This post reports on activity for December 2013, January and November 2014. The previous 3 months (September, October and November) my finish weight was 14 stone 7 lb. At the end of the current 3 months I am still 14 stone 7 lb so no loss or gain. Apart from a brief rise to 14 stone 10 lb at Christmas my weight has remained pretty constant since the end of August 2013. I lost 3 stone in the 12 months up to August 2013. I knew it would get more difficult to lose weight as it came down but I should be able to lose another stone over the remainder of this year or next spring latest. This gives me a target of 13 stone 7 lbs with 14 stone a significant milestone along the way.
December 2013 summary
Road 0 miles, 0 calories
Turbo 1 hr 35 mins, 877 calories
Walking 30.3 miles 2625 calories
Total weight gain 1 lb (final 14 stone 8 lb)
Exercise 3502 calories = 1 lb so diet and other exercise = +2 lb
January 2014 summary
Road 0 miles, 0 calories
Turbo 1 hour 35 mins, 877 calories
Walking 30.3 miles, 2625 calories
Total weight loss 0 lb (final 14 stone 8 lb)
Exercise 3502 calories = 1.0 lb so diet plus other exercise = +1 lb
February 2014 summary
Road 0 miles, 0 calories
Turbo 20 mins, 192 calories
Walking 56 miles, 4639 calories
Total weight loss 1 lb (final 14 stone 7 lb)
Exercise 3502 calories = 1.4 lb so diet plus other exercise = +0.4 lb
The pattern of no road cycling and frequent short walks continues. I have continued to play racketball about twice a week over this period and played in a few tournaments. My intention is still to get down to 14 stone by this summer, perhaps sometime in July, so I will need to start cycling again this month and pay more attention to my diet.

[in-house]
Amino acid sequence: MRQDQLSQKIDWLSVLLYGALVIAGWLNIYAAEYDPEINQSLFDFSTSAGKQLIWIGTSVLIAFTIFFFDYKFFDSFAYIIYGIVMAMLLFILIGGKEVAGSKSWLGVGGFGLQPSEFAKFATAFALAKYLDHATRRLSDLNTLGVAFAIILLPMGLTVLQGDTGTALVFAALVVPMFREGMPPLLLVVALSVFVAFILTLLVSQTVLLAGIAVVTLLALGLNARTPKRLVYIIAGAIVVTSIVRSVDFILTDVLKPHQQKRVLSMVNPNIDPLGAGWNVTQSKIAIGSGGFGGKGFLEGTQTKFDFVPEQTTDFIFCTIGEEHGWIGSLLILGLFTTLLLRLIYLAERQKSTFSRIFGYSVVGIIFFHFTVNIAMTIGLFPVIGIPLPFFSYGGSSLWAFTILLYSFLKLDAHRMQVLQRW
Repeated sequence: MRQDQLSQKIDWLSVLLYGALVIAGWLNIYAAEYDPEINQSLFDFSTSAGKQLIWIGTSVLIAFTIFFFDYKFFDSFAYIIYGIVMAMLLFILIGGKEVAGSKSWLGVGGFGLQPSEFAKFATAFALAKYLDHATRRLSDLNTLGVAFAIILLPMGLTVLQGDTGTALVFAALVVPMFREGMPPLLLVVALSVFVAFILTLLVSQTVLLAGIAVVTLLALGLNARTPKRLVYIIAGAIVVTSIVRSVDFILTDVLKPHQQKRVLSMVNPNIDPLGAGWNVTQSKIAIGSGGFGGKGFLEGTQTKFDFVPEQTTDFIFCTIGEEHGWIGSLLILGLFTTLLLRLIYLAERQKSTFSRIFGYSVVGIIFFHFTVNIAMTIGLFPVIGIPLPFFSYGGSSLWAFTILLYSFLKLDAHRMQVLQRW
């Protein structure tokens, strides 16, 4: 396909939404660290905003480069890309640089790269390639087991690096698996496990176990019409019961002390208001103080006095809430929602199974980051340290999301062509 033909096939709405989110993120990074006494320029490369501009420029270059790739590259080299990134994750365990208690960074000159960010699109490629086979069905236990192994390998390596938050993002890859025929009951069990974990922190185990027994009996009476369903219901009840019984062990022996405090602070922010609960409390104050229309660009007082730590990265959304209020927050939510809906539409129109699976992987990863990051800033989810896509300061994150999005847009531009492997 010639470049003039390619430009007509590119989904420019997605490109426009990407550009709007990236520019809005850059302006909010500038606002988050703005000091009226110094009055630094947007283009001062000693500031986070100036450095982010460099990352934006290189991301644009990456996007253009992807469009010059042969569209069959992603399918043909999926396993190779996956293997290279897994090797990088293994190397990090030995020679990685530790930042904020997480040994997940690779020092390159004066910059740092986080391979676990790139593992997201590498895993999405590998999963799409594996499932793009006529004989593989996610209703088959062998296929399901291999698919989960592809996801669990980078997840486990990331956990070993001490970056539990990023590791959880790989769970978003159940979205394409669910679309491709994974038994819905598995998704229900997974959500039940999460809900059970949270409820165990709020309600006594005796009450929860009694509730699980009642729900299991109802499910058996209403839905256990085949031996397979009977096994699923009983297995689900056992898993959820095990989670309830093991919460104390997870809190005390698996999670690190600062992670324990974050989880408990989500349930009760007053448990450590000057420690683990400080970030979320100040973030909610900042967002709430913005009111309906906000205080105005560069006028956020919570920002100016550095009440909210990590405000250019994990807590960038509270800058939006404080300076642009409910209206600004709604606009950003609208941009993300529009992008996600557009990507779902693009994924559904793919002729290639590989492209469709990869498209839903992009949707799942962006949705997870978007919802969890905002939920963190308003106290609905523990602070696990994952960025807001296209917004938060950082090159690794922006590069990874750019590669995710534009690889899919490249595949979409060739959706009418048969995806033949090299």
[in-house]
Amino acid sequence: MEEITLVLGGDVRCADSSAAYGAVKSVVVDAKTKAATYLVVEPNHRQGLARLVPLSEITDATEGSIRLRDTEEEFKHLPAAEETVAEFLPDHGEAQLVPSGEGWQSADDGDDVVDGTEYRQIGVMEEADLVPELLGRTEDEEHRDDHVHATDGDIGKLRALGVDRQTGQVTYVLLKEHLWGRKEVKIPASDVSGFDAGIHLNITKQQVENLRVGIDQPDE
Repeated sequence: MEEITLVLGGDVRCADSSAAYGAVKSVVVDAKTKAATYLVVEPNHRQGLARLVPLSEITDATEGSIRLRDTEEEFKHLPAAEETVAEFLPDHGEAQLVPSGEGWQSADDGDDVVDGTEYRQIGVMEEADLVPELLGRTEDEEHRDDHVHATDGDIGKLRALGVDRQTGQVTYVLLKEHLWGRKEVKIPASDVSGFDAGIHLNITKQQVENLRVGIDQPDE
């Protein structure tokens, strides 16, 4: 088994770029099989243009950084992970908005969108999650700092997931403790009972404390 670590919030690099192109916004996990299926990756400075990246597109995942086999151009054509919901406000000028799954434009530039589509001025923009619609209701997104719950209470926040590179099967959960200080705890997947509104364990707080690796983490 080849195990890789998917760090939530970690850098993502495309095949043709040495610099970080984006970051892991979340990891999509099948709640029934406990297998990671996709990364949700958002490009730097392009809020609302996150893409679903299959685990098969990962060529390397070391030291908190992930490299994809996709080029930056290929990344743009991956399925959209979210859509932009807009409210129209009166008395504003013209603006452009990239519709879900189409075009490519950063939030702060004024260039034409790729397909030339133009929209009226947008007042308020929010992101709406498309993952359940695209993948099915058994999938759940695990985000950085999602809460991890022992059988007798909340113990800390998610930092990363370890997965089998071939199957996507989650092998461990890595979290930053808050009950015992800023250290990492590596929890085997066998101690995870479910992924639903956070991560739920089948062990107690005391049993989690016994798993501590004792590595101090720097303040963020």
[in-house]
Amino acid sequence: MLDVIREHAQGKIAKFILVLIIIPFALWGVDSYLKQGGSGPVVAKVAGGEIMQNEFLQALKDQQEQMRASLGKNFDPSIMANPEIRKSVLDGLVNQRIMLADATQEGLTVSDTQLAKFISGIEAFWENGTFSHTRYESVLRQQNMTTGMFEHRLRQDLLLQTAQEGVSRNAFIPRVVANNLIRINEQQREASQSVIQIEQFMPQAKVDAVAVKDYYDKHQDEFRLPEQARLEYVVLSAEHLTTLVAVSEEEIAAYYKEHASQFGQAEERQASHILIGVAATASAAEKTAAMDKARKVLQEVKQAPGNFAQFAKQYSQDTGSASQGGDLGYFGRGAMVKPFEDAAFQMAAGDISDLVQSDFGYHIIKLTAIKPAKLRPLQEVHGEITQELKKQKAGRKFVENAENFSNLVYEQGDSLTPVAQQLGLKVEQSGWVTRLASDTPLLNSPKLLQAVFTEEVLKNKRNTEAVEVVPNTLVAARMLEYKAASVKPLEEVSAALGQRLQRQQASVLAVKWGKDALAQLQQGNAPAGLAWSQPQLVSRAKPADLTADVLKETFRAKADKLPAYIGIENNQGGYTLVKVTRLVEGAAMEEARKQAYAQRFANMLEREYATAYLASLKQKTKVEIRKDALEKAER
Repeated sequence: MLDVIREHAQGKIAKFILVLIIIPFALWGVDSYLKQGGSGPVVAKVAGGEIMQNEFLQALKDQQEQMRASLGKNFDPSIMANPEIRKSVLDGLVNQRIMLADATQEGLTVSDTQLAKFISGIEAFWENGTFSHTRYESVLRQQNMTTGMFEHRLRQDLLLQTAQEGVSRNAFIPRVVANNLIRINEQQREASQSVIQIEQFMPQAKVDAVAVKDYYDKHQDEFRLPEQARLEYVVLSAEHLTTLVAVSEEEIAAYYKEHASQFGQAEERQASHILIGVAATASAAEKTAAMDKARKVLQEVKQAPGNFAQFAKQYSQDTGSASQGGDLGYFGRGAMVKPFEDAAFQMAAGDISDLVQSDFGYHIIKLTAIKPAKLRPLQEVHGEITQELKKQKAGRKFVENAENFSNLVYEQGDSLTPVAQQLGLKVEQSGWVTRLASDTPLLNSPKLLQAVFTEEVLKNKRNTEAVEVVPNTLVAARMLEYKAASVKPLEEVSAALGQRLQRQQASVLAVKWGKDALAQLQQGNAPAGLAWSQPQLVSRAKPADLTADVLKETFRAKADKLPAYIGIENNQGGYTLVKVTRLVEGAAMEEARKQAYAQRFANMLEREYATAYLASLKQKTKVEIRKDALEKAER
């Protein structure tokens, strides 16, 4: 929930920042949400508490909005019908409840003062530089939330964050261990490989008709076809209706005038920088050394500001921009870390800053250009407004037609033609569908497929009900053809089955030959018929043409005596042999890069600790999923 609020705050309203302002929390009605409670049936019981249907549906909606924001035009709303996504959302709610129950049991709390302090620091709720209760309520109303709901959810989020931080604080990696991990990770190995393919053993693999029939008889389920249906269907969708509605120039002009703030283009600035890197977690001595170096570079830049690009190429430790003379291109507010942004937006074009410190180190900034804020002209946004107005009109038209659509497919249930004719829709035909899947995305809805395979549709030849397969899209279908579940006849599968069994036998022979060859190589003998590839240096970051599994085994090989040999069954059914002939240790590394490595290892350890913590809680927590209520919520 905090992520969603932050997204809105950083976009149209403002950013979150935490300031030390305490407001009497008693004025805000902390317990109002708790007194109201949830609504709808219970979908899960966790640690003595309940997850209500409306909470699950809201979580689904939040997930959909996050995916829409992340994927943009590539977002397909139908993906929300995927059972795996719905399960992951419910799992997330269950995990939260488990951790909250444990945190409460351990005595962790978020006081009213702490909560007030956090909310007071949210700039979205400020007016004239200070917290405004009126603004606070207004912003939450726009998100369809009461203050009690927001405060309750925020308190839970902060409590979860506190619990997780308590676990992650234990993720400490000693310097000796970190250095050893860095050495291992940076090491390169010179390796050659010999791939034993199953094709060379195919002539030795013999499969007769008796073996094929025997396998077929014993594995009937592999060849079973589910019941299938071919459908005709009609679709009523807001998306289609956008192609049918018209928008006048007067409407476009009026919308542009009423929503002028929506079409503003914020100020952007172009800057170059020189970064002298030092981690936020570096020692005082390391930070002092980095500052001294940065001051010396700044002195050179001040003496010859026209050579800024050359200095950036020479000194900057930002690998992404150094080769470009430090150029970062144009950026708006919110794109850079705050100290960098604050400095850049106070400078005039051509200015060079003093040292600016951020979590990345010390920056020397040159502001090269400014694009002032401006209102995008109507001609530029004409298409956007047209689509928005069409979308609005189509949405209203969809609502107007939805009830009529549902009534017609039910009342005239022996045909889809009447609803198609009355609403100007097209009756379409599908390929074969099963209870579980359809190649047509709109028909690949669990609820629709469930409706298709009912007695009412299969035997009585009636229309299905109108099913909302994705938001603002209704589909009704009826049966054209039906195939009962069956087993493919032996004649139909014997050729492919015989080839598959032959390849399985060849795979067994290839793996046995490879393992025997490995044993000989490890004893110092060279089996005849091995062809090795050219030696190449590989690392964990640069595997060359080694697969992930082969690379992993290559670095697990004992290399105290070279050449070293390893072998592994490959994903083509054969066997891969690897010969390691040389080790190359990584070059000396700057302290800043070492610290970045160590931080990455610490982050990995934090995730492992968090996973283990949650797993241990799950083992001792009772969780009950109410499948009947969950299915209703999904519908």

This post reports on activity for September, October and November 2013. The previous 3 months (June, July, August) my start and finish weight was the same at 14 stone 4 lb. At the end of the current 3 months I was 14 stone 7 lb so a gain of 3lb. I anticipated putting even more on over the winter, especially the Christmas and New Year (this indeed was the case as the next 3 month report will make clear. I was 14 stone 11 lb on New Year’s day but already down to 14 stone 8 lb again this morning. So I’m still confident I can get below 14 stone for Spring 2014 and 13 stone 7 lb by the end of the Summer. We shall see.
Road 112.8 miles, 7,256 calories
Turbo 2 hours, 1,289 calories
Total weight loss 0 lb (final 14 stone 4 lb)
Exercise 8545 calories = 2.4 lb so diet = +2.4 lb
Road 20.12 miles, 1,216 calories
Turbo 20 mins, 198 calories
Total weight gain 3 lb (final 14 stone 7 lb)
Exercise 8545 calories = 0.4 lb so diet = +2.6 lb
Road 0 miles, 0 calories
Turbo 40 mins, 402 calories
Walking 48 miles, 3,321 calories
Total weight gain 0 lb (final 14 stone 7 lb)
Exercise 3723 calories = 1.1 lb so diet = +1.1 lb